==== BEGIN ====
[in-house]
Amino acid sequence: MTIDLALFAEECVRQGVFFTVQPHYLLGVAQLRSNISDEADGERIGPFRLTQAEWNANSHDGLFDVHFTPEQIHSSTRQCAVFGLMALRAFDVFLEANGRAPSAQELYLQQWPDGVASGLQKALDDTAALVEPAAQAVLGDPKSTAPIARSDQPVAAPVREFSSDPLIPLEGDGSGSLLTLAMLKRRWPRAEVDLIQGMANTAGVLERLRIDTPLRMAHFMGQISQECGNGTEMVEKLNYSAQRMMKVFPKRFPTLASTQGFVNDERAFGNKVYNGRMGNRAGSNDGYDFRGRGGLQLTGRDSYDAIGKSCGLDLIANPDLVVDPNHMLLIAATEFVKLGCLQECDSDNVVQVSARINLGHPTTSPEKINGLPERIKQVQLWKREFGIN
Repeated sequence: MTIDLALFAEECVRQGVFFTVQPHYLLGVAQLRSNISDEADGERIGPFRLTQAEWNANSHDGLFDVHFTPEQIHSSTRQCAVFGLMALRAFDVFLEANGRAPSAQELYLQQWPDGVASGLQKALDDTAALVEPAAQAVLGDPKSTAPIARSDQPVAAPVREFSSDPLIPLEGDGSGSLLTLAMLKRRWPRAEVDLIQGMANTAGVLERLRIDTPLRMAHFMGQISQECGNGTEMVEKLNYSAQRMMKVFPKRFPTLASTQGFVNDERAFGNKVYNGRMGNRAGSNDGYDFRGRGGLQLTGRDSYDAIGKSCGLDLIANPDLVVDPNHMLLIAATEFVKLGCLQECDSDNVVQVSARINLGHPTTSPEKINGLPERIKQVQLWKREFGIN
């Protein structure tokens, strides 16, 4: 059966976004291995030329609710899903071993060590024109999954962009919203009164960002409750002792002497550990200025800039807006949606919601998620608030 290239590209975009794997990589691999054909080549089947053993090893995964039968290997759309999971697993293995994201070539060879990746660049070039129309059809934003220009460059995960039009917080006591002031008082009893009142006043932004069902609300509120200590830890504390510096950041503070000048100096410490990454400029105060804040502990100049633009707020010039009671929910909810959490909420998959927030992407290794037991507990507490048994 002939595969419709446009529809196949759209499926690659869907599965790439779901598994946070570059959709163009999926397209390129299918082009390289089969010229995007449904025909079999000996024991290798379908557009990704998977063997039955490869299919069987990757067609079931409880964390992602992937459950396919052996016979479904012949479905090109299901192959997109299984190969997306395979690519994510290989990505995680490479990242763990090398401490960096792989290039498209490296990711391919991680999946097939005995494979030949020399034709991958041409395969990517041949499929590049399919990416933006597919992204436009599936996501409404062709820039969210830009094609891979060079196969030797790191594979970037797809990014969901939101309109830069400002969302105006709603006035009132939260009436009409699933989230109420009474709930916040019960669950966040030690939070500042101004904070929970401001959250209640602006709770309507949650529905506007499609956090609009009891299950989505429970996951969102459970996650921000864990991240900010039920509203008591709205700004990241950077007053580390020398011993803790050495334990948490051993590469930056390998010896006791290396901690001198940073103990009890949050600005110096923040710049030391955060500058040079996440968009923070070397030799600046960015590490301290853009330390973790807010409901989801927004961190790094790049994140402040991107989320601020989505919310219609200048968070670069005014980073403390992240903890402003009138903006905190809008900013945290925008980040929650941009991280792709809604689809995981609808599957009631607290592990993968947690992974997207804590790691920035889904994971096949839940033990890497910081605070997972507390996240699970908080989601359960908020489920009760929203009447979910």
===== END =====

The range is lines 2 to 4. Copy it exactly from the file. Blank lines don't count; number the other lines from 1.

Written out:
Amino acid sequence: MTIDLALFAEECVRQGVFFTVQPHYLLGVAQLRSNISDEADGERIGPFRLTQAEWNANSHDGLFDVHFTPEQIHSSTRQCAVFGLMALRAFDVFLEANGRAPSAQELYLQQWPDGVASGLQKALDDTAALVEPAAQAVLGDPKSTAPIARSDQPVAAPVREFSSDPLIPLEGDGSGSLLTLAMLKRRWPRAEVDLIQGMANTAGVLERLRIDTPLRMAHFMGQISQECGNGTEMVEKLNYSAQRMMKVFPKRFPTLASTQGFVNDERAFGNKVYNGRMGNRAGSNDGYDFRGRGGLQLTGRDSYDAIGKSCGLDLIANPDLVVDPNHMLLIAATEFVKLGCLQECDSDNVVQVSARINLGHPTTSPEKINGLPERIKQVQLWKREFGIN
Repeated sequence: MTIDLALFAEECVRQGVFFTVQPHYLLGVAQLRSNISDEADGERIGPFRLTQAEWNANSHDGLFDVHFTPEQIHSSTRQCAVFGLMALRAFDVFLEANGRAPSAQELYLQQWPDGVASGLQKALDDTAALVEPAAQAVLGDPKSTAPIARSDQPVAAPVREFSSDPLIPLEGDGSGSLLTLAMLKRRWPRAEVDLIQGMANTAGVLERLRIDTPLRMAHFMGQISQECGNGTEMVEKLNYSAQRMMKVFPKRFPTLASTQGFVNDERAFGNKVYNGRMGNRAGSNDGYDFRGRGGLQLTGRDSYDAIGKSCGLDLIANPDLVVDPNHMLLIAATEFVKLGCLQECDSDNVVQVSARINLGHPTTSPEKINGLPERIKQVQLWKREFGIN
């Protein structure tokens, strides 16, 4: 059966976004291995030329609710899903071993060590024109999954962009919203009164960002409750002792002497550990200025800039807006949606919601998620608030 290239590209975009794997990589691999054909080549089947053993090893995964039968290997759309999971697993293995994201070539060879990746660049070039129309059809934003220009460059995960039009917080006591002031008082009893009142006043932004069902609300509120200590830890504390510096950041503070000048100096410490990454400029105060804040502990100049633009707020010039009671929910909810959490909420998959927030992407290794037991507990507490048994 002939595969419709446009529809196949759209499926690659869907599965790439779901598994946070570059959709163009999926397209390129299918082009390289089969010229995007449904025909079999000996024991290798379908557009990704998977063997039955490869299919069987990757067609079931409880964390992602992937459950396919052996016979479904012949479905090109299901192959997109299984190969997306395979690519994510290989990505995680490479990242763990090398401490960096792989290039498209490296990711391919991680999946097939005995494979030949020399034709991958041409395969990517041949499929590049399919990416933006597919992204436009599936996501409404062709820039969210830009094609891979060079196969030797790191594979970037797809990014969901939101309109830069400002969302105006709603006035009132939260009436009409699933989230109420009474709930916040019960669950966040030690939070500042101004904070929970401001959250209640602006709770309507949650529905506007499609956090609009009891299950989505429970996951969102459970996650921000864990991240900010039920509203008591709205700004990241950077007053580390020398011993803790050495334990948490051993590469930056390998010896006791290396901690001198940073103990009890949050600005110096923040710049030391955060500058040079996440968009923070070397030799600046960015590490301290853009330390973790807010409901989801927004961190790094790049994140402040991107989320601020989505919310219609200048968070670069005014980073403390992240903890402003009138903006905190809008900013945290925008980040929650941009991280792709809604689809995981609808599957009631607290592990993968947690992974997207804590790691920035889904994971096949839940033990890497910081605070997972507390996240699970908080989601359960908020489920009760929203009447979910």